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    @hichris123: trusted users already have more close vote weight. All we need is 1 catch all question that says "Halp my codez don't works" with no detail and then we can dupe-hammer all the underspecified questions as duplicates of it. – Wooble Jun 7 '14 at 11:28
  • I think the last paragraph deserves some special consideration. I've been fighting with a very hard to debug OS problem for almost a week, but I'm hesitant to ask for help, even though I'm sure someone on StackOverflow knows the solution. – Collin Dauphinee Jun 8 '14 at 8:09
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    @dauphic If you've really been working to debug the problem yourself, it is probably fine to ask about it on Stack Overflow. You are not the intended target of this close message. You will have a self-contained minimal example to show, you'll be able to describe the problem clearly, etc. – Cody Gray Jun 9 '14 at 0:56

100% agreed with this new close reason.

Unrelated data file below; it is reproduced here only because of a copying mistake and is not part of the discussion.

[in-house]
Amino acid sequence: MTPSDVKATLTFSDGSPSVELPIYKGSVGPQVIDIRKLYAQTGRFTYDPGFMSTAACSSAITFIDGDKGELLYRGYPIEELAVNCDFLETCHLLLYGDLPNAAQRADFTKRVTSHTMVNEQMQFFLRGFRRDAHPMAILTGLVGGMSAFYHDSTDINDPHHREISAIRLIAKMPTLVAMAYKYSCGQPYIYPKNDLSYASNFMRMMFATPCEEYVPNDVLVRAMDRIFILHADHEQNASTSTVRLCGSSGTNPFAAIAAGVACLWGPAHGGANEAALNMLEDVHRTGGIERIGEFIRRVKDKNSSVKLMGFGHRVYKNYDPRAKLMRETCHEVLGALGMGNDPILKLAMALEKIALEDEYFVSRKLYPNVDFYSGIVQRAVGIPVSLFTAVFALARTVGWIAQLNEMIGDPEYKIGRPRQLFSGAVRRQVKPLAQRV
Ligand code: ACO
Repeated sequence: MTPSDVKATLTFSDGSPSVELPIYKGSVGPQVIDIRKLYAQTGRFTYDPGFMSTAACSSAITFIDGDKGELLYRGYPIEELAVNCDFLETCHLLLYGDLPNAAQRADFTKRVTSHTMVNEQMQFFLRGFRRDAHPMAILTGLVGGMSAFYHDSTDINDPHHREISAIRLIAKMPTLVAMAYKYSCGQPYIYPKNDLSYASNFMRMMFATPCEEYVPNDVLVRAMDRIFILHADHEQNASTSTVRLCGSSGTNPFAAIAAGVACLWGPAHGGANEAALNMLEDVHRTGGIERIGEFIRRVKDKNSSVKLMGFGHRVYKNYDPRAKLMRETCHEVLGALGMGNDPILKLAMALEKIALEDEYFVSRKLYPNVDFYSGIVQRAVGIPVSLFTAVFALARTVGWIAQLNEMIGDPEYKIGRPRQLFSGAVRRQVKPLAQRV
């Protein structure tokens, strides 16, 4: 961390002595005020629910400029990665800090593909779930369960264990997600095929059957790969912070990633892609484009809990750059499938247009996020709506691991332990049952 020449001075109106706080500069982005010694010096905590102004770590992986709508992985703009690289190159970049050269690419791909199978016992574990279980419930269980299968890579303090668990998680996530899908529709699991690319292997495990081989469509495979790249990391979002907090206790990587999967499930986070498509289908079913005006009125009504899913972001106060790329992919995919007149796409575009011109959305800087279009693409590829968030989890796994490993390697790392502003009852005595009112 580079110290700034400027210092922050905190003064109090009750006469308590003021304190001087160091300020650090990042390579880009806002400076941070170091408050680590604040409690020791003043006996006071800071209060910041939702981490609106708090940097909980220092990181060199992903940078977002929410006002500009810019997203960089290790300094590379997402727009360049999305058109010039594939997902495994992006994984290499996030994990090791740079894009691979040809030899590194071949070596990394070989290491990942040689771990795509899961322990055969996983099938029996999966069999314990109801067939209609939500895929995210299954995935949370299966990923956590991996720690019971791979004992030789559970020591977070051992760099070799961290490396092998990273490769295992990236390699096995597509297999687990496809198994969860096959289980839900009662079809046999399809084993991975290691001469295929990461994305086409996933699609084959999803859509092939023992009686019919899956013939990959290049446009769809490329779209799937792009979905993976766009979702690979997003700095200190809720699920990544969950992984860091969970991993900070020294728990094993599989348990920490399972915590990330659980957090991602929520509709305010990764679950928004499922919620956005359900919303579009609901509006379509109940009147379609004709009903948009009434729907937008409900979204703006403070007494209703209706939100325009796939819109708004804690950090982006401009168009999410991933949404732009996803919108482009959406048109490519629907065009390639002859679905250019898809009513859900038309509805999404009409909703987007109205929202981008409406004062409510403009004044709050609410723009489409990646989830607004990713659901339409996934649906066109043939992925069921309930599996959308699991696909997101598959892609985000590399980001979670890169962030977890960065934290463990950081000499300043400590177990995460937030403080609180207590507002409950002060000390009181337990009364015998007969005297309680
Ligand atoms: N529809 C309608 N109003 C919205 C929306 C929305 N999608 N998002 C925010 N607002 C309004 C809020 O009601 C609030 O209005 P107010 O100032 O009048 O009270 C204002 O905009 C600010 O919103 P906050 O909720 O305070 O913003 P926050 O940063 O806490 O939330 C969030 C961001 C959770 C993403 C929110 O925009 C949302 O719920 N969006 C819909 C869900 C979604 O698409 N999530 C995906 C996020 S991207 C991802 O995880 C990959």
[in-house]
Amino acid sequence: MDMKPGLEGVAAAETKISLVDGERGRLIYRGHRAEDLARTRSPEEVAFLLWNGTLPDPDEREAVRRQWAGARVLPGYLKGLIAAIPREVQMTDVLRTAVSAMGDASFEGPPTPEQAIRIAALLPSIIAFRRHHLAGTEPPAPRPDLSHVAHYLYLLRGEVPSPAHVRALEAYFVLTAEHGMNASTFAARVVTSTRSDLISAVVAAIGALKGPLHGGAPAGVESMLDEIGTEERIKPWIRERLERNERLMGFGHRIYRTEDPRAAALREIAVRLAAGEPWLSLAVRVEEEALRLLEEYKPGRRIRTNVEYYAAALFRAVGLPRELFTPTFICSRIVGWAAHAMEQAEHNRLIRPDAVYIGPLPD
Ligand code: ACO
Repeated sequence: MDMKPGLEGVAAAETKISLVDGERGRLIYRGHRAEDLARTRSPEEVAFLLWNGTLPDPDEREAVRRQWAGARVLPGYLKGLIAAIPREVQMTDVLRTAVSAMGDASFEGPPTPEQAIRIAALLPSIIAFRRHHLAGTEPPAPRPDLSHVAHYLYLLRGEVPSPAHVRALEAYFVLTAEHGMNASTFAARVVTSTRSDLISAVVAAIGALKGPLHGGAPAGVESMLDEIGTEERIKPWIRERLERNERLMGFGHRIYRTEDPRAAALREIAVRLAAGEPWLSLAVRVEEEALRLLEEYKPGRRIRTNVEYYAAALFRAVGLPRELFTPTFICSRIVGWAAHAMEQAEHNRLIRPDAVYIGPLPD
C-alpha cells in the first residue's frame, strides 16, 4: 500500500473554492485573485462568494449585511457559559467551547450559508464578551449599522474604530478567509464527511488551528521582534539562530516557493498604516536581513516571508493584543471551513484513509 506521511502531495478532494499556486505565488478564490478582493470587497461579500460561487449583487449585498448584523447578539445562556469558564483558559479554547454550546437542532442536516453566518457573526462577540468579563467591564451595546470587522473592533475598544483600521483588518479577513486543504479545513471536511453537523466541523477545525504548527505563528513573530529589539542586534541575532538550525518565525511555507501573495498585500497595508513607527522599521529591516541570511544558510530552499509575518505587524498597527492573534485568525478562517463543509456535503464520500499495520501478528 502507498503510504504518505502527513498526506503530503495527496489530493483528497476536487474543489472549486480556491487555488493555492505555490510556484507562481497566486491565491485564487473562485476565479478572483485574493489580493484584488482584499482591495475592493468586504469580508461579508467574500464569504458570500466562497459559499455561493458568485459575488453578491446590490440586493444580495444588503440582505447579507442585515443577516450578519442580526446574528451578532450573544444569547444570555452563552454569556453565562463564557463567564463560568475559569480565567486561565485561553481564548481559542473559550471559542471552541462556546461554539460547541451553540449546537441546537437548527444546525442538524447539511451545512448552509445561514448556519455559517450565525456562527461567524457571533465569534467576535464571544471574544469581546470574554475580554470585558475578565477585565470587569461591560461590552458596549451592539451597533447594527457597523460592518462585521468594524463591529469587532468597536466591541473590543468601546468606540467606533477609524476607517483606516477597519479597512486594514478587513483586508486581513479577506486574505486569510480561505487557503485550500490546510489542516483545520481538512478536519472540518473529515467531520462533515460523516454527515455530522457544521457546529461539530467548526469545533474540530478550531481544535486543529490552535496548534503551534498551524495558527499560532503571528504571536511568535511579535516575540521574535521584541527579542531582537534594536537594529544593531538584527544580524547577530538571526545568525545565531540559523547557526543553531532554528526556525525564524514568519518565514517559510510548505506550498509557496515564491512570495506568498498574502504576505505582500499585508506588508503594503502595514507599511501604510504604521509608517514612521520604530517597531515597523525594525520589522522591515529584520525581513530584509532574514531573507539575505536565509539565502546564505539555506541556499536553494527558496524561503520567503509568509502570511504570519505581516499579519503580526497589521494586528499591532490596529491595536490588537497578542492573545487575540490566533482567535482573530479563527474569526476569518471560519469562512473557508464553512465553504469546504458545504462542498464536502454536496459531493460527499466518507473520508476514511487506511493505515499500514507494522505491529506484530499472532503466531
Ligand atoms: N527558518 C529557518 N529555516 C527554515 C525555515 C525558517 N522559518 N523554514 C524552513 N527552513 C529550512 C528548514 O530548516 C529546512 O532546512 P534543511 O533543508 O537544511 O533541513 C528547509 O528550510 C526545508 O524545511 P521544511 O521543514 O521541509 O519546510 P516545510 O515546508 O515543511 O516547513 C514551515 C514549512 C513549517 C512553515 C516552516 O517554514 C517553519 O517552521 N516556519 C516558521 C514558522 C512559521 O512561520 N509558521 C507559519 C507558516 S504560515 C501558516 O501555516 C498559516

I was "brought up" here under the impression that this site is for people who have at the minimum, a vague knowledge of what they are doing. Without a minimal understanding, we have a flood of poorly asked, unclear questions.

People who wish to learn are ALWAYS TO BE ACCEPTED anywhere, which is in my opinion, why the chats are here. My questions were bad starting up on Stack, but I had a desire to learn and better myself. So I went to the JavaScript chat, and now I'm a room owner teaching others (within a year!!).

So this new close method may hopefully drive more eager learners (it's easy to filter out help vamps there) to the chats where the learning is dynamic, and the Main is cleaner and clearer than ever.